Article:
operating margin w/o auxiliaries operating margin with auxiliaries
Taken together, the studies so far tell a story that is different from the usual success stories in which museum merchandising tends to be portrayed. At the same time, they point to a need for better understanding of the why and wherewithal of merchandising, and the development of guidelines and decision parameters that museums and other cultural institutions could use to inform their own plans for instituting or expanding shops and other auxiliary activities.
Study Purpose and Research Approach
If it were indeed the case more generally that that shops and retail activities may not quite be the financial boon for museums, significant investments in merchandising by museums and other cultural institutions might conceivably be ill-advised. However, as suggested by one of our studies, there may be significant differences between larger and smaller museums. With this as the general thesis, I will pursue two related research questions:
- When and why did museum merchandising originate as an accepted means of generating financial support among larger museums?
- What is the current experience of smaller cultural institutions in using
merchandising to keep the organization economically viable?
The research methodology for pursuing the first question will be to conduct a content and financial analysis of annual reports and financial data of three or four prominent museums over the past three or four decades. Such an analysis would allow a determination of when and for what reasons museums came to see the (re-)production and sale of collection-related items as a means of generating operating support rather than a primarily educational activity with only secondary monetary objectives. The selected cases should include two museums that were early on engaged in the reproduction of items and have since established a considerable merchandising presence; and, for comparison purposes, one or two other museums that chose to expand their merchandising only in the course of the last two decades or so. The second question would be pursued through site visits and exploratory, open-ended interviews with staff and trustees of smaller museums and cultural organizations in the Greater Washington, DC metro area.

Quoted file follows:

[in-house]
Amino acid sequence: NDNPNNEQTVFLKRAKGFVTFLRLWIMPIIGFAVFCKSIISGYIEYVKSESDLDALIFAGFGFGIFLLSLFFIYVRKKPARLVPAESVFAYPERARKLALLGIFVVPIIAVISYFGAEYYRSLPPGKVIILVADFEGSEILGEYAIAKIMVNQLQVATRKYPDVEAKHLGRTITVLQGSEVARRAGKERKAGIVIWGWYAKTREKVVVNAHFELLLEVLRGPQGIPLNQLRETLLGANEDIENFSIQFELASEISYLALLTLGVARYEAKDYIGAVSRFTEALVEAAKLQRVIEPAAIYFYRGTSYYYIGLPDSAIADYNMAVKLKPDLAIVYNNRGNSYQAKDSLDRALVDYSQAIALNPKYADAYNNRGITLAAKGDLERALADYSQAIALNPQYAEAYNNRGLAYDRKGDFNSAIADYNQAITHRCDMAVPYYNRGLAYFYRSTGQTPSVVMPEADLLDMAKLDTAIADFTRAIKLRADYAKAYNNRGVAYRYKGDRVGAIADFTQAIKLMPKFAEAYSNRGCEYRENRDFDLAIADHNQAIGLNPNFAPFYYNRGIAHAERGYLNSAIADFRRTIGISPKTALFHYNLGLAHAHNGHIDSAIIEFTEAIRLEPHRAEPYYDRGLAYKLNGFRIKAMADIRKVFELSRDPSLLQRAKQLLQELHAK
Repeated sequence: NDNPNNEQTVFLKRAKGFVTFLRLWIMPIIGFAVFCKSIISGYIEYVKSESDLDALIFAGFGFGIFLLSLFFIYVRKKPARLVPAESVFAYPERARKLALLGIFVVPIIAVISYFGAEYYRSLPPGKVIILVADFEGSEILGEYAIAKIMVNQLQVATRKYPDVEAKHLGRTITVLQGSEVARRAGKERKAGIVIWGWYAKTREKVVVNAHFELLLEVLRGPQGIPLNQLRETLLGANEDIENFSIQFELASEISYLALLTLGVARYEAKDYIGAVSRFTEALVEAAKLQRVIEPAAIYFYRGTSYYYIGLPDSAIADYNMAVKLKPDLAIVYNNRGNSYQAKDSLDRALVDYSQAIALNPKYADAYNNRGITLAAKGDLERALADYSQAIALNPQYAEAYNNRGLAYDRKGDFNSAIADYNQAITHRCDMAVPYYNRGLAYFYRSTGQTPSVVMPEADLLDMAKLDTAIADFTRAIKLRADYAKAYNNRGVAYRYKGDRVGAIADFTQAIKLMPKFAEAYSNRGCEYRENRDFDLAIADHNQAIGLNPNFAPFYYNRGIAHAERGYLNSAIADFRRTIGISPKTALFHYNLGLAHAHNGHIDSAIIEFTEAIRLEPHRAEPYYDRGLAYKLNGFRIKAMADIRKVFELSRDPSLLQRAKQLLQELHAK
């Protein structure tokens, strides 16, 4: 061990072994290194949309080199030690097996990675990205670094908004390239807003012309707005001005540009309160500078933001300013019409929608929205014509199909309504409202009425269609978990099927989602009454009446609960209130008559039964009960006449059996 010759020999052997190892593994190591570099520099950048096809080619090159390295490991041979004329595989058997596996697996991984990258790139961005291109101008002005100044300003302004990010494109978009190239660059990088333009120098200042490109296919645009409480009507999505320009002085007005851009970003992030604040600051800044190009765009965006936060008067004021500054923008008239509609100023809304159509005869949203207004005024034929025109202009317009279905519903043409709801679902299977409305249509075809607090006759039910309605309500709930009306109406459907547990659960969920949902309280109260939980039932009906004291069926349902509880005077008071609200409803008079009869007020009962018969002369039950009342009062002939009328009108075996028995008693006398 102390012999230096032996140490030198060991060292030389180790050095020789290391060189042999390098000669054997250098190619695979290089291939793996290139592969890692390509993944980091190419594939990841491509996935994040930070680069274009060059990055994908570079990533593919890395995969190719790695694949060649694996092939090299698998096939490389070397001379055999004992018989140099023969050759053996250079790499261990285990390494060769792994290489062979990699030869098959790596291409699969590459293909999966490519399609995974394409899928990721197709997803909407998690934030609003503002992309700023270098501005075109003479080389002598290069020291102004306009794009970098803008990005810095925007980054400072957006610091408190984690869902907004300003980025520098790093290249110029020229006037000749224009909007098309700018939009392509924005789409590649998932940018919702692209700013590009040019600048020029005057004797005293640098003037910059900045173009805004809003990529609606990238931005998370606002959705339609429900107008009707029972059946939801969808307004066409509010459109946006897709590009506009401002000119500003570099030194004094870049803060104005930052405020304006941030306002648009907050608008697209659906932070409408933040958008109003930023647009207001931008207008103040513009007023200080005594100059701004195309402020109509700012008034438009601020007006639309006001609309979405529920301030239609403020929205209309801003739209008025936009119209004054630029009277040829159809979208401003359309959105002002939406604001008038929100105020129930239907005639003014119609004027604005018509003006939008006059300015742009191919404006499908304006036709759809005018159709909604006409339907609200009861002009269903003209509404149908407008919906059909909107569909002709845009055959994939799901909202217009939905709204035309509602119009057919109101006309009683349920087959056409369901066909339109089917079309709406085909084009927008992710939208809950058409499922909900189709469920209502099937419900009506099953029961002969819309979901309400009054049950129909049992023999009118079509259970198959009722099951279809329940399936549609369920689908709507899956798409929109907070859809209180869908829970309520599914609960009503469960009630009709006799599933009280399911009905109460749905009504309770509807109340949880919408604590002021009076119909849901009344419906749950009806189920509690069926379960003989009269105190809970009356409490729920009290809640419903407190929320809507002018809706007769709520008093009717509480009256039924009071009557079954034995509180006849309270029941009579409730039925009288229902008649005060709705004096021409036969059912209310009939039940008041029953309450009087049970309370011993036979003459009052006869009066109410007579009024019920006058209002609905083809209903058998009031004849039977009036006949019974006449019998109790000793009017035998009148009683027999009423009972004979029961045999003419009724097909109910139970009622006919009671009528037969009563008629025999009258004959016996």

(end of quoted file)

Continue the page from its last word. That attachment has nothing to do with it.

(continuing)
Relevance of Topic to Advancement of Museum Operations
The museum field has experienced a significant expansion over the past two decades increasing the need for additional revenues beyond traditional private and public donative sources. Museum managers are therefore likely to further explore avenues to become "self-sustainable" and increase earned income. What is more, the current recession has already led to significant cuts in state and local support for cultural institutions all across the country and three states have so far floated the possibility of not only reducing, but completely eliminating state arts council budgets. With the recession and stock market downturn also affecting individual and corporate support and foundation grants, museums and other cultural institutions will feel considerable financial stress over the coming years and likely pursue commercial and earned income even more vigorously.
Merchandising is among the most prominent and appealing options available to museums in this respect, but it is also a financially risky option due to the significant investments necessary and the possibility of occurring sunk costs if the initial investments do not yield expected returns. A closer exploration of merchandising is thus both timely and of practical relevance and importance, as it may provide necessary guidance to the managers of cultural institutions and other nonprofits considering to embark on this revenue strategy.